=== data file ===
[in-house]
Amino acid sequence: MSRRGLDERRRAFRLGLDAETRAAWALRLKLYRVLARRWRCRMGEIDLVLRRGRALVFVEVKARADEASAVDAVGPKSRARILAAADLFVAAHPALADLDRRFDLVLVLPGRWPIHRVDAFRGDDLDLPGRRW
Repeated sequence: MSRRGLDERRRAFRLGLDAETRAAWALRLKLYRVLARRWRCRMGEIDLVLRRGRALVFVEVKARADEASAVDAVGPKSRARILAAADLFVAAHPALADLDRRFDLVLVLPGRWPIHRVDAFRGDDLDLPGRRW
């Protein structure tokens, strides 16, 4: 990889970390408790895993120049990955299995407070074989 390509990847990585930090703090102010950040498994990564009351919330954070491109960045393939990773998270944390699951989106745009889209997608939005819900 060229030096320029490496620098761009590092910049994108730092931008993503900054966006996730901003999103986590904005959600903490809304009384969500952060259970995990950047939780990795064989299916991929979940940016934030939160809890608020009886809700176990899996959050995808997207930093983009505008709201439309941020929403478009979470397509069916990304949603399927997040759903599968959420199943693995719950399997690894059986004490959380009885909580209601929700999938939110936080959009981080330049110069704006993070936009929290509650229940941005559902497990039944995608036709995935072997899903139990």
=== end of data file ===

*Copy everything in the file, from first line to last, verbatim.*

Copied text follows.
[in-house]
Amino acid sequence: MSRRGLDERRRAFRLGLDAETRAAWALRLKLYRVLARRWRCRMGEIDLVLRRGRALVFVEVKARADEASAVDAVGPKSRARILAAADLFVAAHPALADLDRRFDLVLVLPGRWPIHRVDAFRGDDLDLPGRRW
Repeated sequence: MSRRGLDERRRAFRLGLDAETRAAWALRLKLYRVLARRWRCRMGEIDLVLRRGRALVFVEVKARADEASAVDAVGPKSRARILAAADLFVAAHPALADLDRRFDLVLVLPGRWPIHRVDAFRGDDLDLPGRRW
């Protein structure tokens, strides 16, 4: 990889970390408790895993120049990955299995407070074989 390509990847990585930090703090102010950040498994990564009351919330954070491109960045393939990773998270944390699951989106745009889209997608939005819900 060229030096320029490496620098761009590092910049994108730092931008993503900054966006996730901003999103986590904005959600903490809304009384969500952060259970995990950047939780990795064989299916991929979940940016934030939160809890608020009886809700176990899996959050995808997207930093983009505008709201439309941020929403478009979470397509069916990304949603399927997040759903599968959420199943693995719950399997690894059986004490959380009885909580209601929700999938939110936080959009981080330049110069704006993070936009929290509650229940941005559902497990039944995608036709995935072997899903139990």